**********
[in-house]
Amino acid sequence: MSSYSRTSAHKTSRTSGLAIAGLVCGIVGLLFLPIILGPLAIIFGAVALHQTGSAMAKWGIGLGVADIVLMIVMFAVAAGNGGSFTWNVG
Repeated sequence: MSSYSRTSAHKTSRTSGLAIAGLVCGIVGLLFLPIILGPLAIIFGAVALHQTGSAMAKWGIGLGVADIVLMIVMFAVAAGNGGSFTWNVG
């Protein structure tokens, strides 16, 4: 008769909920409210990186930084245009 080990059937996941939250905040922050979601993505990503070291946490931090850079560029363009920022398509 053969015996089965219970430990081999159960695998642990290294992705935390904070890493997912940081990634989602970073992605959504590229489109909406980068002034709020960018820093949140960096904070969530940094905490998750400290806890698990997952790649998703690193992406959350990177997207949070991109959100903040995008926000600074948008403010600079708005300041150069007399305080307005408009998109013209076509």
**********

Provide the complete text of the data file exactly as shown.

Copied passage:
[in-house]
Amino acid sequence: MSSYSRTSAHKTSRTSGLAIAGLVCGIVGLLFLPIILGPLAIIFGAVALHQTGSAMAKWGIGLGVADIVLMIVMFAVAAGNGGSFTWNVG
Repeated sequence: MSSYSRTSAHKTSRTSGLAIAGLVCGIVGLLFLPIILGPLAIIFGAVALHQTGSAMAKWGIGLGVADIVLMIVMFAVAAGNGGSFTWNVG
């Protein structure tokens, strides 16, 4: 008769909920409210990186930084245009 080990059937996941939250905040922050979601993505990503070291946490931090850079560029363009920022398509 053969015996089965219970430990081999159960695998642990290294992705935390904070890493997912940081990634989602970073992605959504590229489109909406980068002034709020960018820093949140960096904070969530940094905490998750400290806890698990997952790649998703690193992406959350990177997207949070991109959100903040995008926000600074948008403010600079708005300041150069007399305080307005408009998109013209076509």